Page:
Young people's chances of having to leave home are higher in areas of high deprivation and poor prospects for employment and education. Many of those who experience long spells of poverty can get into problem debt, which makes it harder for them to access housing
4/7 Gang Crime
Homeless young people are often affected by gang-related problems. In some cases, it becomes too dangerous to stay in their local area meaning they can end up homeless. One in six young people at Centrepoint have been involved in or affected by gang crime
5/7 Exclusion From School
Not being in education can make it much more difficult for young people to access help with problems at home or health problems. Missing out on formal education can also make it more difficult for them to move into work
6/7 Leaving Care
Almost a quarter of young people at Centrepoint have been in care. They often have little choice but to deal with the challenges and responsibilities of living independently at a young age. Traumas faced in their early lives make care leavers some of the most vulnerable young people in our communities, with higher chances of poor outcomes in education, employment and housing. Their additional needs mean they require a higher level of support to maintain their accommodation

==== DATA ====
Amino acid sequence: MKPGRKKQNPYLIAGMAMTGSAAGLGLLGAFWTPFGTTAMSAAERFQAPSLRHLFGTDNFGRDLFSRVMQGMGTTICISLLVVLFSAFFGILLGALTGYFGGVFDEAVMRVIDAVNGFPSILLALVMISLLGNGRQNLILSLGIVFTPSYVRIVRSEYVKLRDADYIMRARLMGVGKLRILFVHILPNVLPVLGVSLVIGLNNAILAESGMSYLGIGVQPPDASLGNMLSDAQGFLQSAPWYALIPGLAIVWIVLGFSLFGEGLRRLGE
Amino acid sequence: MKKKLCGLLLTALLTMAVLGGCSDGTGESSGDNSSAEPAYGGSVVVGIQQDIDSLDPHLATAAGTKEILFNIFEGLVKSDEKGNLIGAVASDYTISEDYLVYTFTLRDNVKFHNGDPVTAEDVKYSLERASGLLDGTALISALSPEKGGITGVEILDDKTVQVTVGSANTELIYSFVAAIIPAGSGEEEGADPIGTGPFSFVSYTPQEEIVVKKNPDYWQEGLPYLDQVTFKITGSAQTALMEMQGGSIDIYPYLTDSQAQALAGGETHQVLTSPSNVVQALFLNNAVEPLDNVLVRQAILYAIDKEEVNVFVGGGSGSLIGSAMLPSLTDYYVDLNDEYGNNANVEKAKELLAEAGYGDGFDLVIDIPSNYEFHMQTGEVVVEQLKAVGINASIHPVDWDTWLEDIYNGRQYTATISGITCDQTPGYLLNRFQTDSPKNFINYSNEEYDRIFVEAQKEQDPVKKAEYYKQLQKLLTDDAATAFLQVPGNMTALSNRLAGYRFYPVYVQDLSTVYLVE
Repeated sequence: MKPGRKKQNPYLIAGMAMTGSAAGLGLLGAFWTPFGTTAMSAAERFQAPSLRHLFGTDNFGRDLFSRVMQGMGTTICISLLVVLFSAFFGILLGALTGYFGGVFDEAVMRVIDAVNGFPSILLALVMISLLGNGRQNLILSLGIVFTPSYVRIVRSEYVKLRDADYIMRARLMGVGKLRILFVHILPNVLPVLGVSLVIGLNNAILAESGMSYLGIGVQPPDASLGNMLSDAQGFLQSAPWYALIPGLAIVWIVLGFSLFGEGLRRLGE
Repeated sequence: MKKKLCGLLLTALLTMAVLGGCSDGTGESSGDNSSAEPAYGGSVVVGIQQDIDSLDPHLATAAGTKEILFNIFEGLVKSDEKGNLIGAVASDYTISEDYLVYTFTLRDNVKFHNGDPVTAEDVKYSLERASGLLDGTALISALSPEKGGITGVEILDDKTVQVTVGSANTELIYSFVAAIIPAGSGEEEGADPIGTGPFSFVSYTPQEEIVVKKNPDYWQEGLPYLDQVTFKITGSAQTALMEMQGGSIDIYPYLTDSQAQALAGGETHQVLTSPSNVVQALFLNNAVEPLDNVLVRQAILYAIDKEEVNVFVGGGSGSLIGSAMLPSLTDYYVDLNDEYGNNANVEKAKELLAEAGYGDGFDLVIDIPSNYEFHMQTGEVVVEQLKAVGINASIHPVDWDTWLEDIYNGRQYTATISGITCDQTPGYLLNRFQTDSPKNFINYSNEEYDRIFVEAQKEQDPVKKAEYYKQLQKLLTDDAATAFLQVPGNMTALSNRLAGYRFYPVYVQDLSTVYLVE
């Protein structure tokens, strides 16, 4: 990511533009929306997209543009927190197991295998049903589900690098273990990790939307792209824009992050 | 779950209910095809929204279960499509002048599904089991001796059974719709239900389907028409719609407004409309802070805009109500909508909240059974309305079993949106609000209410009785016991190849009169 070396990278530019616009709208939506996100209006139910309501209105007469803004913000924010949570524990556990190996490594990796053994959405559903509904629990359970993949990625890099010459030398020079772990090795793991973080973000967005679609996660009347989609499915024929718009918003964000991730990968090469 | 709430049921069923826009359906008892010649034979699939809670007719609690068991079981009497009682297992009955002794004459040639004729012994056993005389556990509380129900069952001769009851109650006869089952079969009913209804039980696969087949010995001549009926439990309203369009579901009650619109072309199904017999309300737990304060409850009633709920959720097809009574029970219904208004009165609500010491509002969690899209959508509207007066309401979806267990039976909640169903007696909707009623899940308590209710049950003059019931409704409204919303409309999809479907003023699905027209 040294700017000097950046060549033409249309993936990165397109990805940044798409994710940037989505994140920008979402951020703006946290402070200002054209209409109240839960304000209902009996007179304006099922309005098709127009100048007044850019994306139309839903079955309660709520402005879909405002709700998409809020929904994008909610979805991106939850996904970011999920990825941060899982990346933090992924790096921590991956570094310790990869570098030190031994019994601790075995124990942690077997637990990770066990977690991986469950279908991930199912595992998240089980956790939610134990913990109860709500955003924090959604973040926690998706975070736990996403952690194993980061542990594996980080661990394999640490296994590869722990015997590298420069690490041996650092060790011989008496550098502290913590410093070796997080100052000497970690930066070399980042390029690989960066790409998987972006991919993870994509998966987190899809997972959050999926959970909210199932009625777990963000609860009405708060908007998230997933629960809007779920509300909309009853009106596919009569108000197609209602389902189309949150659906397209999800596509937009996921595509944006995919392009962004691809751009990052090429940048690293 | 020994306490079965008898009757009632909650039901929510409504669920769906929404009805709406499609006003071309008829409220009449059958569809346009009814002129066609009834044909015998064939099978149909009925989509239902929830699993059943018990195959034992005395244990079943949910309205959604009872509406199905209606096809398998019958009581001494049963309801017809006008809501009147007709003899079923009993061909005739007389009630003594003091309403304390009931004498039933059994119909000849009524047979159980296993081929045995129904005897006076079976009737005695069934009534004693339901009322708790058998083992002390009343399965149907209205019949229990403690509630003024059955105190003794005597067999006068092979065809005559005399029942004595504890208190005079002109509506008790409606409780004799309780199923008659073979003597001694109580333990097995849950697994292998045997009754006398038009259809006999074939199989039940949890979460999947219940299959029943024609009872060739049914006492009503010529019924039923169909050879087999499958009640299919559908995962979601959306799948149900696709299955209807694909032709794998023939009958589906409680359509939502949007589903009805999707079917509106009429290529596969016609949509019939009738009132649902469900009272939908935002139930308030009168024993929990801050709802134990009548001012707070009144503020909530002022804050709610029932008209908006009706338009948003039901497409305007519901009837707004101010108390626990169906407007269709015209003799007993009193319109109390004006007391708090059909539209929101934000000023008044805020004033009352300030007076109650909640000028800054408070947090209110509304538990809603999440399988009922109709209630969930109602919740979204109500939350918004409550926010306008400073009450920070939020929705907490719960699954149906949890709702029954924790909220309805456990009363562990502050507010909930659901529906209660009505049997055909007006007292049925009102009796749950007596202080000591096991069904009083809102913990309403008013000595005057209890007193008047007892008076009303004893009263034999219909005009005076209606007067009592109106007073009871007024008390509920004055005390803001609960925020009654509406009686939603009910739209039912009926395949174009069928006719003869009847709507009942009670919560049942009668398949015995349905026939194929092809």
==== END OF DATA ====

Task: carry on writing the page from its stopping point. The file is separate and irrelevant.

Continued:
Around 13 per cent of young people at Centrepoint are refugees or have leave to remain, meaning it isn't safe to return home. This includes young people who come to the UK as unaccompanied minors, fleeing violence or persecution in their own country. After being granted asylum, young people sometimes find themselves with nowhere to go and can end up homeless
“It’s coming from that place,” he says, “that makes me realise how important the work we do for these young people is and how much support they need.”
If he talks of never meeting bad kids, just kids who never got the breaks, that’s the product not so much of bleeding heart as grim experience.
“I’ve worked with kids who have been murderers, gang members, been shot or have shot people,” Mr Carlisle says. “Kids who are violent, aggressive.
“But if you look in the background, it has all come from there. They are carrying some emotional bricks from a time which has brought them out that way. It’s not just about housing or a job: if you are carrying some memories which have really scarred you then you have got to delve into that to put it back together.
“No one wants to be this aggressive, horrible person,” he adds. “It’s just a matter of giving them the tools to sort out whatever issues there are. As soon as you start giving them better opportunities, they turn it around.”
Mr Carlisle’s own redemption came just before he turned 18, when he was referred to a homeless shelter in Lewisham, south-east London.
The staff there got him back on his feet, got him into an apprenticeship scheme – so successfully that he was able to return as a volunteer to the hostel, which by then had been taken over by Centrepoint.